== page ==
Riparian Condition Assessment Tool (R-CAT)
Welcome to the R-CAT website. The Riparian Condition Assessment Tool (R-CAT
) is a suite of stream network assessment tools. These tools are designed to delineate valley bottoms, assess riparian vegetation, evaluate floodplain condition and estimate recovery potential of riparian areas. The stream network models consist of the following: the Valley Bottom Extraction Tool (V-BET), Riparian Vegetation Departure (RVD) tool, Riparian Condition Assessment (RCA) tool and Riparian Recovery Potential (RRP) tool. These tools are intended to help researchers and managers assess riparian condition and recovery potential over large regions and watersheds.
models can be run with nationally available existing GIS datasets or high resolution landcover and DEM datasets.
- Gilbert, J.T, W.W Macfarlane, M.L. and J.M. Wheaton 2016. V-BET: A GIS tool for delineating valley bottoms across entire drainage networks. Computers and Geosciences 97:1-14. http://www.sciencedirect.com/science/article/pii/S0098300416301935
- Macfarlane, W.W., J.T. Gilbert, M.L. Jensen, J. D. Gilbert, N. Hough-Snee, P.A. McHugh, J.M. Wheaton, and S.N. Bennett 2017. Riparian vegetation
as an indicator of riparian condition: detecting departures from historic
condition across the North American West. Journal of Environmental Management. http://www.sciencedirect.com/science/article/pii/S0301479716308489
- In prep. Macfarlane, W.W.,
J.T. Gilbert, M.L., N. Hough-Snee, C. Saunders , C.W. Hafen, and
J.M. Wheaton. What is the condition of floodplain riparian areas of the western U.S.? Identifying impaired floodplain ecosystems using the Riparian Condition Assessment tool (RCA). For submission to Environmental Management.
Limitations of Outputs Driven with Nationally Available Data
The initial R-CAT analyses produce remarkably coherent results despite the resolution of nationally available inputs
. Currently, the Utah and the Columbia River Basin outputs have been produced with LANDFIRE
and the following limitations should be understood:
- LANDFIRE 30 meter vegetation data is sometimes too coarse to provide sufficient detail to adequately map riparian vegetation. LANDFIRE 30 meter vegetation data tends to underestimate the spatial extent of invasive riparian vegetation. - While higher resolution imagery is used in some localities to drive landcover and vegetation classifications, nothing yet exists that is freely and nationally available.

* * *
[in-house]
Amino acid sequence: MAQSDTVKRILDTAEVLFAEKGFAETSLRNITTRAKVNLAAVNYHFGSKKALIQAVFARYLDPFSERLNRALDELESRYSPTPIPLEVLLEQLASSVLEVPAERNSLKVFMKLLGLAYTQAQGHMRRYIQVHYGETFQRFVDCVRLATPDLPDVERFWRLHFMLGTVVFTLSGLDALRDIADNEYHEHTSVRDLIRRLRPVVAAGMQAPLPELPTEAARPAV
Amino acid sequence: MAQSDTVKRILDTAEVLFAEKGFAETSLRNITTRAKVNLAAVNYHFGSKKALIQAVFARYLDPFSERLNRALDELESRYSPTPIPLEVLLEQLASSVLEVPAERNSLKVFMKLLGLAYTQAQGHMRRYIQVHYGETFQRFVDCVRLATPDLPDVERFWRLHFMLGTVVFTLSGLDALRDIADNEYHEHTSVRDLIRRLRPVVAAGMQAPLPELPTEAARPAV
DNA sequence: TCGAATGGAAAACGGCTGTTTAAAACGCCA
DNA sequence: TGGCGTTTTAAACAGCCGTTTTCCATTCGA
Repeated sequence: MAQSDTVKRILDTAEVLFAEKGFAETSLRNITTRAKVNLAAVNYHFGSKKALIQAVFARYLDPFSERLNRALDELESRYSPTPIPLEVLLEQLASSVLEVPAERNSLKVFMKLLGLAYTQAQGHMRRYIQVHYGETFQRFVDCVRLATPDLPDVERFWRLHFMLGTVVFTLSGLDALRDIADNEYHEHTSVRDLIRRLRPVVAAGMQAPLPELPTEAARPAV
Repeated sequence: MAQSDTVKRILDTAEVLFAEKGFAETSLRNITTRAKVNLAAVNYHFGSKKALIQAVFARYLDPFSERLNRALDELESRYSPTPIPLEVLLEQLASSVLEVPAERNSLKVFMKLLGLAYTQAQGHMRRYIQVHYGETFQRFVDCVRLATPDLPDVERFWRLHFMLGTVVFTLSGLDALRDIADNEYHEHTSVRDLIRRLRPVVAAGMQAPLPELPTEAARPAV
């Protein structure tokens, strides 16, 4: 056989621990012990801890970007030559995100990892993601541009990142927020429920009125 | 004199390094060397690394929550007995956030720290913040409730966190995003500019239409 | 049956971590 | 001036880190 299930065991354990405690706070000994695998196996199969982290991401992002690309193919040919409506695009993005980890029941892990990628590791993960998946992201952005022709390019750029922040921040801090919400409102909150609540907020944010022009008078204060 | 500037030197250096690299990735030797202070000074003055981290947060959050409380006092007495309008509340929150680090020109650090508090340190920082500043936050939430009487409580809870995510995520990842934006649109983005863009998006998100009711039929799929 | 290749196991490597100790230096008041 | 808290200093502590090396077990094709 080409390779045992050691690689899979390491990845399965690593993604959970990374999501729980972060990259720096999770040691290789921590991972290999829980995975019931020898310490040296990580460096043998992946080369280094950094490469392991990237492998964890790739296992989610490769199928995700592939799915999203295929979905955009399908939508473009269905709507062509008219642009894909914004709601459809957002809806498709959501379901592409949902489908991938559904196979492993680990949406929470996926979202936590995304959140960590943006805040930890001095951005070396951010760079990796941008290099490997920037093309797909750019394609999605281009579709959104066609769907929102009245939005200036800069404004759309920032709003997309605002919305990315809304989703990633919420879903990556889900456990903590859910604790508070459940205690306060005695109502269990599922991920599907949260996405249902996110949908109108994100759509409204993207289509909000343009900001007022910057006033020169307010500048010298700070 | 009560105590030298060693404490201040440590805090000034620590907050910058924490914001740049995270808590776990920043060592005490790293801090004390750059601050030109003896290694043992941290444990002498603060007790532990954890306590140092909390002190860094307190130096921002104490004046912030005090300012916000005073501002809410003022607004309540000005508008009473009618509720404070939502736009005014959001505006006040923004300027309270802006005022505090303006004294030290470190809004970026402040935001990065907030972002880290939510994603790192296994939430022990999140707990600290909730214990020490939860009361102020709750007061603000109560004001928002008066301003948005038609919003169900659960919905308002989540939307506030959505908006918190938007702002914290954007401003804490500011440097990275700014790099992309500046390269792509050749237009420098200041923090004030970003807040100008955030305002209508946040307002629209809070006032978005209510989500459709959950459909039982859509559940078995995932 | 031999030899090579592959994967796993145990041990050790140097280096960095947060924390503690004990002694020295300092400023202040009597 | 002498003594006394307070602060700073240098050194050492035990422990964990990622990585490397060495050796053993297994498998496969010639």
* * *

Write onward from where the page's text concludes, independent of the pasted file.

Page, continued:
- Riparian condition is overestimated in incised and entrenched streams because incision and entrenchment are currently not considered in the Riparian Condition Assessment. - Incision is straightforward to identify through manual reconnaissance, and with the aide of higher resolution topography (not typically possible with 10 m NED).
- Riparian recovery potential tends to be overestimated because the model currently does not account for water diversions and dams that limit the recovery of riparian areas. - Most states do not have these data in a consistent format, much less at a national level.
Fortunately, all of the R-CAT models can be run with higher resolution vegetation data. We are happy to work with interested parties in applying the models with higher resolution data and extending the models to include incision and entrenchment calculations. In the meantime, driving the model with datasets like LANDFIRE; provides coherent, regionally consistent and robust estimates.
Interested In Helping?
If you are interested in helping us improve R-CAT please contact us. We view these R-CAT products
as a first iteration and as better input data is available the output products will improve proportionally.
The development of R-CAT was primarily initially funded by:
- The Bureau of Land Management (BLM),
- The Utah Department of Natural Resources, through the Utah Endangered Species Mitigation Fund (ESMF), and
- The Utah Division of Wildlife Resources (UDWR) through Pittman-Robertson Wildlife Restoration Act (PR) funds.
for application in the State of Utah.
RCAT is fully documented for those looking to apply the scripts or coders looking to extend the scripts. The current Python source code is open source and we have developed ArcGIS tool boxes. Source code is available on BitBucket